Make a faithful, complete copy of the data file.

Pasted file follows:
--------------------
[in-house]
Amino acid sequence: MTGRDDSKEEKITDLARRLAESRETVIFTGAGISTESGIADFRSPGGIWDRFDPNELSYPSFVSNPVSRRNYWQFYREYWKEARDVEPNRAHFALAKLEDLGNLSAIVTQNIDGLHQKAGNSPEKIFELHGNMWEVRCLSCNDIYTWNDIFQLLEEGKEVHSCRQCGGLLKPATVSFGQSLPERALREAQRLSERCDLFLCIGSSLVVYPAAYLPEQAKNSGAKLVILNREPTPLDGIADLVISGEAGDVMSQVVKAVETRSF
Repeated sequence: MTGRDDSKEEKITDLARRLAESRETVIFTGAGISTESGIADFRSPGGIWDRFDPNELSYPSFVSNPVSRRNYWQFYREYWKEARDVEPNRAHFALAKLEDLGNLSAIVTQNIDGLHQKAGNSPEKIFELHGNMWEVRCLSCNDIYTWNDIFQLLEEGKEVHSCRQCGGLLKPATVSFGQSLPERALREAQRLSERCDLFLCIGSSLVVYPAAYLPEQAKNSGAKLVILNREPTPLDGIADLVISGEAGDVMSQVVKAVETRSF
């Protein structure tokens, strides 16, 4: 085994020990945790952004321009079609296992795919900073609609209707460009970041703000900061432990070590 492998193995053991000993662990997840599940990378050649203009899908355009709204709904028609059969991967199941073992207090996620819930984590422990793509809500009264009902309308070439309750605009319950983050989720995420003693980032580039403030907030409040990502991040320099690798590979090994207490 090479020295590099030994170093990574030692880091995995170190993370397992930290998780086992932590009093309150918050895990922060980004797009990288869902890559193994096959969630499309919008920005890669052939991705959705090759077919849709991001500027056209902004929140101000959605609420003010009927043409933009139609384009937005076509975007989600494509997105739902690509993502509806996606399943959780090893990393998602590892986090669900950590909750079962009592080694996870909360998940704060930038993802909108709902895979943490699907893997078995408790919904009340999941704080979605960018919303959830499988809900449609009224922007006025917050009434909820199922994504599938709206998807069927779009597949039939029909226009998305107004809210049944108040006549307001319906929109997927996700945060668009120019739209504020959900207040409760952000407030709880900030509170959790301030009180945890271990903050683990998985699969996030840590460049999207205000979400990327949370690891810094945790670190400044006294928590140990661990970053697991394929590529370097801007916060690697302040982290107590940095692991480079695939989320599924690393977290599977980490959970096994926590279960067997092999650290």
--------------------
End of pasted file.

[in-house]
Amino acid sequence: MTGRDDSKEEKITDLARRLAESRETVIFTGAGISTESGIADFRSPGGIWDRFDPNELSYPSFVSNPVSRRNYWQFYREYWKEARDVEPNRAHFALAKLEDLGNLSAIVTQNIDGLHQKAGNSPEKIFELHGNMWEVRCLSCNDIYTWNDIFQLLEEGKEVHSCRQCGGLLKPATVSFGQSLPERALREAQRLSERCDLFLCIGSSLVVYPAAYLPEQAKNSGAKLVILNREPTPLDGIADLVISGEAGDVMSQVVKAVETRSF
Repeated sequence: MTGRDDSKEEKITDLARRLAESRETVIFTGAGISTESGIADFRSPGGIWDRFDPNELSYPSFVSNPVSRRNYWQFYREYWKEARDVEPNRAHFALAKLEDLGNLSAIVTQNIDGLHQKAGNSPEKIFELHGNMWEVRCLSCNDIYTWNDIFQLLEEGKEVHSCRQCGGLLKPATVSFGQSLPERALREAQRLSERCDLFLCIGSSLVVYPAAYLPEQAKNSGAKLVILNREPTPLDGIADLVISGEAGDVMSQVVKAVETRSF
């Protein structure tokens, strides 16, 4: 085994020990945790952004321009079609296992795919900073609609209707460009970041703000900061432990070590 492998193995053991000993662990997840599940990378050649203009899908355009709204709904028609059969991967199941073992207090996620819930984590422990793509809500009264009902309308070439309750605009319950983050989720995420003693980032580039403030907030409040990502991040320099690798590979090994207490 090479020295590099030994170093990574030692880091995995170190993370397992930290998780086992932590009093309150918050895990922060980004797009990288869902890559193994096959969630499309919008920005890669052939991705959705090759077919849709991001500027056209902004929140101000959605609420003010009927043409933009139609384009937005076509975007989600494509997105739902690509993502509806996606399943959780090893990393998602590892986090669900950590909750079962009592080694996870909360998940704060930038993802909108709902895979943490699907893997078995408790919904009340999941704080979605960018919303959830499988809900449609009224922007006025917050009434909820199922994504599938709206998807069927779009597949039939029909226009998305107004809210049944108040006549307001319906929109997927996700945060668009120019739209504020959900207040409760952000407030709880900030509170959790301030009180945890271990903050683990998985699969996030840590460049999207205000979400990327949370690891810094945790670190400044006294928590140990661990970053697991394929590529370097801007916060690697302040982290107590940095692991480079695939989320599924690393977290599977980490959970096994926590279960067997092999650290």